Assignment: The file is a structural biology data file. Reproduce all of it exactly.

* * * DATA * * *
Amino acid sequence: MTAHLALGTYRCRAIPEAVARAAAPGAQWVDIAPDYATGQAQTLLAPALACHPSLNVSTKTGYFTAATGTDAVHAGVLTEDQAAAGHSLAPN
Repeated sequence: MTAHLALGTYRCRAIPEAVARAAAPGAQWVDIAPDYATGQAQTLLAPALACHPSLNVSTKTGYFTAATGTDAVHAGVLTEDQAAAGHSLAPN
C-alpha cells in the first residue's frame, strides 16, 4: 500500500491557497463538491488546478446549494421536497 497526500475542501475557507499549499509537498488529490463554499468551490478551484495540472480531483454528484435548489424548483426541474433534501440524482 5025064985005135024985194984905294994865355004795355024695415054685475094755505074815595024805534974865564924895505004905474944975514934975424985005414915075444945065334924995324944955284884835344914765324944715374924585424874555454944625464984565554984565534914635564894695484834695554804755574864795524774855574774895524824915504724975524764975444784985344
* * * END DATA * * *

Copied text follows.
Amino acid sequence: MTAHLALGTYRCRAIPEAVARAAAPGAQWVDIAPDYATGQAQTLLAPALACHPSLNVSTKTGYFTAATGTDAVHAGVLTEDQAAAGHSLAPN
Repeated sequence: MTAHLALGTYRCRAIPEAVARAAAPGAQWVDIAPDYATGQAQTLLAPALACHPSLNVSTKTGYFTAATGTDAVHAGVLTEDQAAAGHSLAPN
C-alpha cells in the first residue's frame, strides 16, 4: 500500500491557497463538491488546478446549494421536497 497526500475542501475557507499549499509537498488529490463554499468551490478551484495540472480531483454528484435548489424548483426541474433534501440524482 5025064985005135024985194984905294994865355004795355024695415054685475094755505074815595024805534974865564924895505004905474944975514934975424985005414915075444945065334924995324944955284884835344914765324944715374924585424874555454944625464984565554984565534914635564894695484834695554804755574864795524774855574774895524824915504724975524764975444784985344